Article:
Data hoarding ‘becoming the default’ in UK public sector

data servers

New research has revealed the extent to which public sector agencies in the UK are holding data with no plans ever to delete it. 

The House of Data research report, conducted by Hewlett Packard Enterprise, used FOI requests to ask Civil Service leaders about a range of issues around their data collection and handling. “Our research suggests that data hoarding is increasingly becoming the default. Be it fear of deleting, the hope it delivers value in the future or policy requirements,” the report brexit data

When asked “What is the maximum period you would hold data for?”, 49% of UK public sector respondents said they will hold their data permanently. “If doing so on the public cloud (including redundant, uncategorised or obsolete dark data), this is likely to be expensive,” the report adds.

Among the other findings in the analysis of Government data storage are:

  • 28% of all UK public sector organisations say they will be storing more data in the UK post-Brexit.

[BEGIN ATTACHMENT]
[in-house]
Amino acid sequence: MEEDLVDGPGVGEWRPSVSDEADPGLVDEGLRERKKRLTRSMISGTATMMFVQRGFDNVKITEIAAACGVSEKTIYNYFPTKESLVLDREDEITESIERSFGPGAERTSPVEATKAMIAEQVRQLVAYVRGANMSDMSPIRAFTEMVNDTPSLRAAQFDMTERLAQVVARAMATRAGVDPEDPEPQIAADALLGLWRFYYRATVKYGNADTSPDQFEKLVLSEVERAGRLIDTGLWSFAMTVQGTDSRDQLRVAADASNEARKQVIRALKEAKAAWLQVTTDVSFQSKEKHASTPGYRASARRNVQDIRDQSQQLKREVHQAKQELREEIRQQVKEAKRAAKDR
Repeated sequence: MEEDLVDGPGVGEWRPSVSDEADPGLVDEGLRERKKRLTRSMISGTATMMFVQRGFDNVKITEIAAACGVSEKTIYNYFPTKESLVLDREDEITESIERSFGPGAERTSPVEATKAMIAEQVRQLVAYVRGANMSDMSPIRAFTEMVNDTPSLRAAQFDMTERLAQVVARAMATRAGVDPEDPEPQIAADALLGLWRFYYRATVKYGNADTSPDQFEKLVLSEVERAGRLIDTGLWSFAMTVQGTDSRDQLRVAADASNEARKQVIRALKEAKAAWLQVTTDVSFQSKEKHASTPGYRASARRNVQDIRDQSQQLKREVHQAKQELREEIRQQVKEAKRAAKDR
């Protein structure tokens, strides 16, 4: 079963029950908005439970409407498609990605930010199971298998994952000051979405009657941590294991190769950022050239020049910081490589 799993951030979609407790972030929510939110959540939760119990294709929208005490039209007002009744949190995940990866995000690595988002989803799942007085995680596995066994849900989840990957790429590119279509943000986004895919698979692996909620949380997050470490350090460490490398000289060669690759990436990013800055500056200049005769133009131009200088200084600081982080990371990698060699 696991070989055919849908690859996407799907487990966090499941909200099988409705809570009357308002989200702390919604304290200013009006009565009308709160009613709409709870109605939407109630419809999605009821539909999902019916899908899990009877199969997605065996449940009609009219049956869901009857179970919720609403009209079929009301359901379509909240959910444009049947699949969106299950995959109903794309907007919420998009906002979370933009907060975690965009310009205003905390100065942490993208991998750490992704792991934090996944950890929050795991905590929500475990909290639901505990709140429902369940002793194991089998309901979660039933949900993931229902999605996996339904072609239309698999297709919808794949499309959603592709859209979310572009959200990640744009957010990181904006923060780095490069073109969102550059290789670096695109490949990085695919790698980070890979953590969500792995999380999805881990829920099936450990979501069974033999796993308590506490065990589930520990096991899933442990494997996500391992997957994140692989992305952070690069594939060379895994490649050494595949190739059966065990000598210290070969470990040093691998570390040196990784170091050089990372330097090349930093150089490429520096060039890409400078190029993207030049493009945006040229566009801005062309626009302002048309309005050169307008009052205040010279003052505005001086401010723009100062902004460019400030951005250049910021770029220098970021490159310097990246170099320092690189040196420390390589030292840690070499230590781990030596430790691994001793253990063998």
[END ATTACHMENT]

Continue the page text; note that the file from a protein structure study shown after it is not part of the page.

• 83% of respondents say data security is the top priority in creating their data storage strategies.
  • The second most important consideration in storage strategies is Data sovereignty.

Russell Macdonald Chief Technology Officer for Public Sector at Hewlett Packard Enterprise says the public sector needs to consider the financial impact of data inefficiency: “There is a need to think judiciously about data and whether we are storing data in the most efficient way. Are we avoiding unnecessary duplication, unnecessary data traffic because that all has a monetary and a carbon cost.”

The report suggests a rethink is needed around data storage strategies in the public sector: 

“The cost of storing all data for ever-extending periods of time will be significant. In past decades, paper records would be archived in bulk storage warehouses and computer tapes would be used for cost-effective long-term storage. However, to analyse data over long periods of time, it needs to be available digitally.

“And if we’re to derive value from it, analysis is required – doubling, tripling data sets, storing back-ups, perpetuating data growth. The culture around data storage requires attention and discussion.”

Also Read